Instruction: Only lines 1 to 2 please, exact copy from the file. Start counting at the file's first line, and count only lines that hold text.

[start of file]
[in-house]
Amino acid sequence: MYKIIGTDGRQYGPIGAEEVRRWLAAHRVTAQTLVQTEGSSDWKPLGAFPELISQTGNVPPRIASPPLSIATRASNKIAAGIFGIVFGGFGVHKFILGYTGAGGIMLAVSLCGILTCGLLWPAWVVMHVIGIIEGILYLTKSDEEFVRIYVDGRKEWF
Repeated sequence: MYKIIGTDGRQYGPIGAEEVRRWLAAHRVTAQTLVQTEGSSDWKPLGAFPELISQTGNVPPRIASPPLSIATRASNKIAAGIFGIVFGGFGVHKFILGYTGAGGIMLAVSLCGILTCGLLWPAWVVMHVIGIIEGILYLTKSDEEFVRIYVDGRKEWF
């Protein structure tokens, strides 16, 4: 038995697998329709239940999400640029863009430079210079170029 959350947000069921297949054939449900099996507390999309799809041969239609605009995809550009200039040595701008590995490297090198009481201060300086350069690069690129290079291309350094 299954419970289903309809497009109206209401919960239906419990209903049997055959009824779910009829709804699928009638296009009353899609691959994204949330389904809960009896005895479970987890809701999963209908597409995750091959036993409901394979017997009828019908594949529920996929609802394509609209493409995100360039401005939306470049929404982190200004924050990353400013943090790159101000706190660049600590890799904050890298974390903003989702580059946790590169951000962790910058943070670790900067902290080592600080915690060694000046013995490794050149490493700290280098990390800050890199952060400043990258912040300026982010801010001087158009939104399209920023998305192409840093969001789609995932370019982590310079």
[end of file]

[in-house]
Amino acid sequence: MYKIIGTDGRQYGPIGAEEVRRWLAAHRVTAQTLVQTEGSSDWKPLGAFPELISQTGNVPPRIASPPLSIATRASNKIAAGIFGIVFGGFGVHKFILGYTGAGGIMLAVSLCGILTCGLLWPAWVVMHVIGIIEGILYLTKSDEEFVRIYVDGRKEWF